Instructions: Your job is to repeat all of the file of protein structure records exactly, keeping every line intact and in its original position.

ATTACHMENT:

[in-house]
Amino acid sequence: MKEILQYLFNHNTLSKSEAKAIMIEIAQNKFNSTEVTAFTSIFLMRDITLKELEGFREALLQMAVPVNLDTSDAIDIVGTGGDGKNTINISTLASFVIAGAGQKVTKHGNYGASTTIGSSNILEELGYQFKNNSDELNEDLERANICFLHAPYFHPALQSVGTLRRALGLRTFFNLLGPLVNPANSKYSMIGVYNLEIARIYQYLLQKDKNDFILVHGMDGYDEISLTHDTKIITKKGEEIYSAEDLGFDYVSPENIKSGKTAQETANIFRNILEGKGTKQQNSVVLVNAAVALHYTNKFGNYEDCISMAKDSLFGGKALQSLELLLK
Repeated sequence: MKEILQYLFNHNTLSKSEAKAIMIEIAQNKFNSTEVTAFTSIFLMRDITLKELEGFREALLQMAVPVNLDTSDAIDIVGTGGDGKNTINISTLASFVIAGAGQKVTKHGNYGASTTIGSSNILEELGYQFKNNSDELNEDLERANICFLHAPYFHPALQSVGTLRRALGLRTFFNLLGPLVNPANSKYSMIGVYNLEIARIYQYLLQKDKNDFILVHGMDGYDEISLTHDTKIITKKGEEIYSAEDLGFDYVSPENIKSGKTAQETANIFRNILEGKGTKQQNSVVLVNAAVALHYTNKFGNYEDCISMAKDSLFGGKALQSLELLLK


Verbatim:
[in-house]
Amino acid sequence: MKEILQYLFNHNTLSKSEAKAIMIEIAQNKFNSTEVTAFTSIFLMRDITLKELEGFREALLQMAVPVNLDTSDAIDIVGTGGDGKNTINISTLASFVIAGAGQKVTKHGNYGASTTIGSSNILEELGYQFKNNSDELNEDLERANICFLHAPYFHPALQSVGTLRRALGLRTFFNLLGPLVNPANSKYSMIGVYNLEIARIYQYLLQKDKNDFILVHGMDGYDEISLTHDTKIITKKGEEIYSAEDLGFDYVSPENIKSGKTAQETANIFRNILEGKGTKQQNSVVLVNAAVALHYTNKFGNYEDCISMAKDSLFGGKALQSLELLLK
Repeated sequence: MKEILQYLFNHNTLSKSEAKAIMIEIAQNKFNSTEVTAFTSIFLMRDITLKELEGFREALLQMAVPVNLDTSDAIDIVGTGGDGKNTINISTLASFVIAGAGQKVTKHGNYGASTTIGSSNILEELGYQFKNNSDELNEDLERANICFLHAPYFHPALQSVGTLRRALGLRTFFNLLGPLVNPANSKYSMIGVYNLEIARIYQYLLQKDKNDFILVHGMDGYDEISLTHDTKIITKKGEEIYSAEDLGFDYVSPENIKSGKTAQETANIFRNILEGKGTKQQNSVVLVNAAVALHYTNKFGNYEDCISMAKDSLFGGKALQSLELLLK